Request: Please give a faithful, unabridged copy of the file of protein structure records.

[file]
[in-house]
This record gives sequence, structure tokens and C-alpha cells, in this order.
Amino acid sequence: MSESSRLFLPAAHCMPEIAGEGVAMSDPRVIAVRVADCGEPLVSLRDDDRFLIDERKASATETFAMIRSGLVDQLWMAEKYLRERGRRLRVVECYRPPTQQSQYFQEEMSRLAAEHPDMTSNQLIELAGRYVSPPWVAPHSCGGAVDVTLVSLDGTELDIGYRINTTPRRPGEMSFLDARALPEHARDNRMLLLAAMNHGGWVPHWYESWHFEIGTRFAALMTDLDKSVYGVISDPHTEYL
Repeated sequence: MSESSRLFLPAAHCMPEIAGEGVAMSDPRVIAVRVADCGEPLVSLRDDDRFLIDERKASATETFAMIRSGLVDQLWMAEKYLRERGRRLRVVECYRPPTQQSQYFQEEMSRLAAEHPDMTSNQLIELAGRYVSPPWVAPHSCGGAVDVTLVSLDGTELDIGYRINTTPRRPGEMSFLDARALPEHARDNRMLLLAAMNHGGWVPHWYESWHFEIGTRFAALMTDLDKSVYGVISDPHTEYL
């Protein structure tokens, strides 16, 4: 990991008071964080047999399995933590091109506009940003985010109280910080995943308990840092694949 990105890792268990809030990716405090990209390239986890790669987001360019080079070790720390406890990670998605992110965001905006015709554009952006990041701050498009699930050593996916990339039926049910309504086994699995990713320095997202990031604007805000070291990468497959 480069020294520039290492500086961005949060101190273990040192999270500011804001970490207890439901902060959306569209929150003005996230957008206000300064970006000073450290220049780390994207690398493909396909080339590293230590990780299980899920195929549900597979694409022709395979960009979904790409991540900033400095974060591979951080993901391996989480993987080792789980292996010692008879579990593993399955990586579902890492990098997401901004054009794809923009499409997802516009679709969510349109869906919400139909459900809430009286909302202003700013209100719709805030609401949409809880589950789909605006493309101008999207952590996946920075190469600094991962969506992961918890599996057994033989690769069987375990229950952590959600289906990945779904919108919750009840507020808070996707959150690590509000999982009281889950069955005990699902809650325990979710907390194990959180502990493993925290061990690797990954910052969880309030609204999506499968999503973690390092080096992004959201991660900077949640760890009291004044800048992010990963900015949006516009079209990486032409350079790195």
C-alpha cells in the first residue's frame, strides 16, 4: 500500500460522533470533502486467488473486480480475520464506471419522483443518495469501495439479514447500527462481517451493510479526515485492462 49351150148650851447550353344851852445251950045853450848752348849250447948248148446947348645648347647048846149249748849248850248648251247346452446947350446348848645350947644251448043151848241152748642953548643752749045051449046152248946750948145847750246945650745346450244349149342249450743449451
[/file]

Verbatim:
[in-house]
This record gives sequence, structure tokens and C-alpha cells, in this order.
Amino acid sequence: MSESSRLFLPAAHCMPEIAGEGVAMSDPRVIAVRVADCGEPLVSLRDDDRFLIDERKASATETFAMIRSGLVDQLWMAEKYLRERGRRLRVVECYRPPTQQSQYFQEEMSRLAAEHPDMTSNQLIELAGRYVSPPWVAPHSCGGAVDVTLVSLDGTELDIGYRINTTPRRPGEMSFLDARALPEHARDNRMLLLAAMNHGGWVPHWYESWHFEIGTRFAALMTDLDKSVYGVISDPHTEYL
Repeated sequence: MSESSRLFLPAAHCMPEIAGEGVAMSDPRVIAVRVADCGEPLVSLRDDDRFLIDERKASATETFAMIRSGLVDQLWMAEKYLRERGRRLRVVECYRPPTQQSQYFQEEMSRLAAEHPDMTSNQLIELAGRYVSPPWVAPHSCGGAVDVTLVSLDGTELDIGYRINTTPRRPGEMSFLDARALPEHARDNRMLLLAAMNHGGWVPHWYESWHFEIGTRFAALMTDLDKSVYGVISDPHTEYL
């Protein structure tokens, strides 16, 4: 990991008071964080047999399995933590091109506009940003985010109280910080995943308990840092694949 990105890792268990809030990716405090990209390239986890790669987001360019080079070790720390406890990670998605992110965001905006015709554009952006990041701050498009699930050593996916990339039926049910309504086994699995990713320095997202990031604007805000070291990468497959 480069020294520039290492500086961005949060101190273990040192999270500011804001970490207890439901902060959306569209929150003005996230957008206000300064970006000073450290220049780390994207690398493909396909080339590293230590990780299980899920195929549900597979694409022709395979960009979904790409991540900033400095974060591979951080993901391996989480993987080792789980292996010692008879579990593993399955990586579902890492990098997401901004054009794809923009499409997802516009679709969510349109869906919400139909459900809430009286909302202003700013209100719709805030609401949409809880589950789909605006493309101008999207952590996946920075190469600094991962969506992961918890599996057994033989690769069987375990229950952590959600289906990945779904919108919750009840507020808070996707959150690590509000999982009281889950069955005990699902809650325990979710907390194990959180502990493993925290061990690797990954910052969880309030609204999506499968999503973690390092080096992004959201991660900077949640760890009291004044800048992010990963900015949006516009079209990486032409350079790195």
C-alpha cells in the first residue's frame, strides 16, 4: 500500500460522533470533502486467488473486480480475520464506471419522483443518495469501495439479514447500527462481517451493510479526515485492462 49351150148650851447550353344851852445251950045853450848752348849250447948248148446947348645648347647048846149249748849248850248648251247346452446947350446348848645350947644251448043151848241152748642953548643752749045051449046152248946750948145847750246945650745346450244349149342249450743449451